• Don Lichterman

Red Wine Truffles is the Recipe of the Week at the Sustainable Action Network

Updated: Jun 15, 2019

Red Wine Truffles


  • 1 cup dry red wine

  • 1/2 cup additive-free nut butter at room temperature

  • 2 tablespoons powdered xylitol or 6 drops of liquid stevia

  • 2 1/2 tablespoons carob powder

  • 1 tablespoon coconut flourPinch of Himalayan salt or sea salt

  • Dark chocolate or carob chocolate for coating


  1. Start by bringing the red wine to boil, reduce heat and simmer for 25 minutes, stirring occasionally. Then, turn off the heat and let sit for another 10 minutes. You’ll end up with about 4 tablespoons of wine concentrate, but will only use half in the recipe. All the alcohol should be evaporated by now. Use your nose– if you are still able to smell alcohol vapors, keep on simmering.

  2. While the wine is simmering, gather the other truffle ingredients and throw them into a bowl: nut butter (warm it up, if you stored it in the fridge), powdered xylitol (or mill regular xylitol yourself), salt, carob powder and coconut flour.

  3. Now, pour 2 tablespoons of wine concentrate over truffle ingredients and mix until you have homogeneous batter. Refrigerate for 10-15 minutes.

  4. Next, in a double boiler, melt the dark chocolate. We’d suggest ising about 100-gram (3.5oz) bar to be able to coat the truffles conveniently. You’ll have leftovers though. Let it cool a bit to make it thicker.

  5. When the batter is cooled, shape 8 round truffles with your hands and place them on a plate (parchment lined, if you prefer). Each truffle will weigh about 20 grams (0.7oz). If you ate quite a bit of batter during the process, you’ll end up with fewer truffles!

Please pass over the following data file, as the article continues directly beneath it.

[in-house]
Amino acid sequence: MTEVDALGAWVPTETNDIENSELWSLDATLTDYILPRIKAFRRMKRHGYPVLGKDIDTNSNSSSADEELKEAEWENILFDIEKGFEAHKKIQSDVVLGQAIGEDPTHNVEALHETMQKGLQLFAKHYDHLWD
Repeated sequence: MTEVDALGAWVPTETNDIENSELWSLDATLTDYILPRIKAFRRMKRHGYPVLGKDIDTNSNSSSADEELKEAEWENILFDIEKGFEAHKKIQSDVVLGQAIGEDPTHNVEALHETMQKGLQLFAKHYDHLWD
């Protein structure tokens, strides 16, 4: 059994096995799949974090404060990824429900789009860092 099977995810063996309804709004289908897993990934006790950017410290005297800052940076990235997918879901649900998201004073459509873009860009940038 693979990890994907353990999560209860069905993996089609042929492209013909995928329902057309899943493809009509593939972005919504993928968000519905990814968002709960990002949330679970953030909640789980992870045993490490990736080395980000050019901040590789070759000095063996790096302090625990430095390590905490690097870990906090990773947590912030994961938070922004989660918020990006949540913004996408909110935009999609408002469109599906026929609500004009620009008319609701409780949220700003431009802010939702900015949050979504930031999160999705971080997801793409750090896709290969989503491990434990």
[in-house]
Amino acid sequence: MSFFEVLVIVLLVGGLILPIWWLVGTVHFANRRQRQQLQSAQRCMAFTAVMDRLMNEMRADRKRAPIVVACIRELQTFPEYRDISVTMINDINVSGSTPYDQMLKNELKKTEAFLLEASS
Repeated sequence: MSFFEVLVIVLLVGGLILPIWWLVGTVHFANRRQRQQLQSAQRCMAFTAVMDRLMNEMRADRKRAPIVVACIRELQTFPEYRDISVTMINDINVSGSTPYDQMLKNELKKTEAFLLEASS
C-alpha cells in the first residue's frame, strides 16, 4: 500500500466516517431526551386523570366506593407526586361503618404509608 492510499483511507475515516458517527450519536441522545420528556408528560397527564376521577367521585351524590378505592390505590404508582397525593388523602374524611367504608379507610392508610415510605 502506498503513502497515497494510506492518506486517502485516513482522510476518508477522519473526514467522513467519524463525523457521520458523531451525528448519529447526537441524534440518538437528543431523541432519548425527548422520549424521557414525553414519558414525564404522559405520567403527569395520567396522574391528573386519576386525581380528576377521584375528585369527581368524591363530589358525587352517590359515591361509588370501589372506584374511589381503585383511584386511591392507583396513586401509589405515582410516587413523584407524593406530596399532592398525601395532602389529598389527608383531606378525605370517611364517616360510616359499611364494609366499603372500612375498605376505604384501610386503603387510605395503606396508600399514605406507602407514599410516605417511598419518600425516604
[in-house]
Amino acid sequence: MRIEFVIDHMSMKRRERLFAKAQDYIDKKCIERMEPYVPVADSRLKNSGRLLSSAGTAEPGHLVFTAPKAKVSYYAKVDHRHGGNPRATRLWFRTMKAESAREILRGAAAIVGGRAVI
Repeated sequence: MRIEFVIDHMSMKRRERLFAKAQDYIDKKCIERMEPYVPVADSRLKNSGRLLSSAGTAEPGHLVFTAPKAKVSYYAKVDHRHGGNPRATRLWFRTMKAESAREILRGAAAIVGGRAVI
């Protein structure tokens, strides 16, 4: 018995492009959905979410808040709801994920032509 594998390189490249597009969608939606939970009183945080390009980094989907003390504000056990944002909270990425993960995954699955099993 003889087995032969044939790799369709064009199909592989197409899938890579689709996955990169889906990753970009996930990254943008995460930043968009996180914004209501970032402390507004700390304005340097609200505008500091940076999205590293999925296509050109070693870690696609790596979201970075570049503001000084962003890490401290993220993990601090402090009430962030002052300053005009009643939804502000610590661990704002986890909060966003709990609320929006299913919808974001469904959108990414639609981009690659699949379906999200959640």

6. Next, one-by-one, drop each truffle into melted chocolate and, using a spoon or fork, coat it well. Then, with the help of the fork, lift it up, let the excess chocolate drip back into the bowl and place the truffle onto plate. To have a thicker layer of chocolate, let the first coating firm up a bit and coat them once more. You may repeat this process for as many times as you like. If you see that your truffles are sitting in a pool of melted chocolate, you may consider transferring them to another plate using the help of two forks. Two coatings will use up about 35 grams of chocolate.

  7. Finally, refrigerate the truffles for at least an hour before serving. For a festive look, sprinkle some beetroot powder on the chilled truffles.

About The Author

Nele Liivlaid - See My Recipes

Healthy whole foods plant-based desserts and comfort food. Nele is passionate about healthy eating and delicious food. She developed a more profoundinterest in nutrition and related diseases when she read The China Study. She is a plant-based certificate graduate and spreads the word about healthy, sustainable nutrition and lifestyle through her blog, Nutriplanet,where related articles and whole food plant-based recipes are published weekly.